The triangle produced when the two pitched portions of the roof meet are referred to as a gable.
The gable roof is a particularly common style of the roof because it is simple to construct, sheds water well, allows for ventilation, and can be used with almost any building design.
Hip roofs are a little more complicated to construct and usually have four sides. It’s a popular option, however, it doesn’t have any ventilation. In high-wind situations, they function better.
The Dutch roof is a hip roof with a tiny gable at each end. As a result, there is simpler access to the lower half of the roof, as well as more natural light and space.
It’s a French style that’s more difficult to construct than a hip or gable roof. On each side, there are two slopes within a single slope. The roof slope is greater near the bottom, and the pitch of the roof hardly begins. This frees up space in the interior and, in most situations, produces additional space.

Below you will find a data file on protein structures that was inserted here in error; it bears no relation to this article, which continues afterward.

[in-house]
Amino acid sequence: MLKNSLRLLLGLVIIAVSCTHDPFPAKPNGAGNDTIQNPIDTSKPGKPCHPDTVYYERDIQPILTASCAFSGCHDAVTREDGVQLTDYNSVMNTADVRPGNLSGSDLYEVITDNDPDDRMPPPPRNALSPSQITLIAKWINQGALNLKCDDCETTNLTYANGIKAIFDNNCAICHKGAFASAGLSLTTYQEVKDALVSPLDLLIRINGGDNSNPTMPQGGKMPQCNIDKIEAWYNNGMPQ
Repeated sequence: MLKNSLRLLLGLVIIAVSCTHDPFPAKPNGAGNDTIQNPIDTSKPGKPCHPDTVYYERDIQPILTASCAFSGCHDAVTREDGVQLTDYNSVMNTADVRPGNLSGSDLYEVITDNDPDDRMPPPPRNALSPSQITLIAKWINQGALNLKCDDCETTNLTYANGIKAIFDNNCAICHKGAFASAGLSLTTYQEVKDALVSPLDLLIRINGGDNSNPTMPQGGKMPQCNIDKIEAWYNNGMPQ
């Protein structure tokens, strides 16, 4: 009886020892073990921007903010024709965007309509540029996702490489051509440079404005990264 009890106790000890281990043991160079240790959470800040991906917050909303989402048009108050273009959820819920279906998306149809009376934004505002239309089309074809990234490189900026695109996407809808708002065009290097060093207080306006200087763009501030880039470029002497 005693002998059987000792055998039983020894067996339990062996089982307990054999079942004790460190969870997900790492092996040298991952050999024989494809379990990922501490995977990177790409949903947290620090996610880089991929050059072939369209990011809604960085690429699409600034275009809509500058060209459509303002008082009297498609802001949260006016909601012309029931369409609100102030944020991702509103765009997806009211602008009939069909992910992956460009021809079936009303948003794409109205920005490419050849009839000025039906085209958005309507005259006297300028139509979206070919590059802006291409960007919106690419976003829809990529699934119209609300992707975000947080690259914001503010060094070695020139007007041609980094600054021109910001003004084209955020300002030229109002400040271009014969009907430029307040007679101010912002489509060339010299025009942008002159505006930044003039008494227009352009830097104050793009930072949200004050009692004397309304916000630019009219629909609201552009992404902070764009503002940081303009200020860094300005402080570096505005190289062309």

The majority of flat roofs are low-sloped roofs that appear flat but have a slight slope to allow for run-off water.
Shed roofs are similar to flat roofs but have a higher pitch and are commonly used for expansions or in combination with other roof forms.
This is an extremely modern and artistically interesting design. It has adequate lighting and ventilation, but drainage is an issue.
It’s also known as barn roof because it’s commonly found on barns. It allows for more headroom in the attic.
A dormer is more of an extension to a roof that already exists. It’s a window and a roof (gabled, hipped, flat, and so on) that protrudes from the roof’s existing slope. A functional dormer adds natural light and headroom by creating useful space out of the roof.
A double gable roof with two sloped sides that meet in the middle and corresponding slopes on either side is known as an M-shaped roof.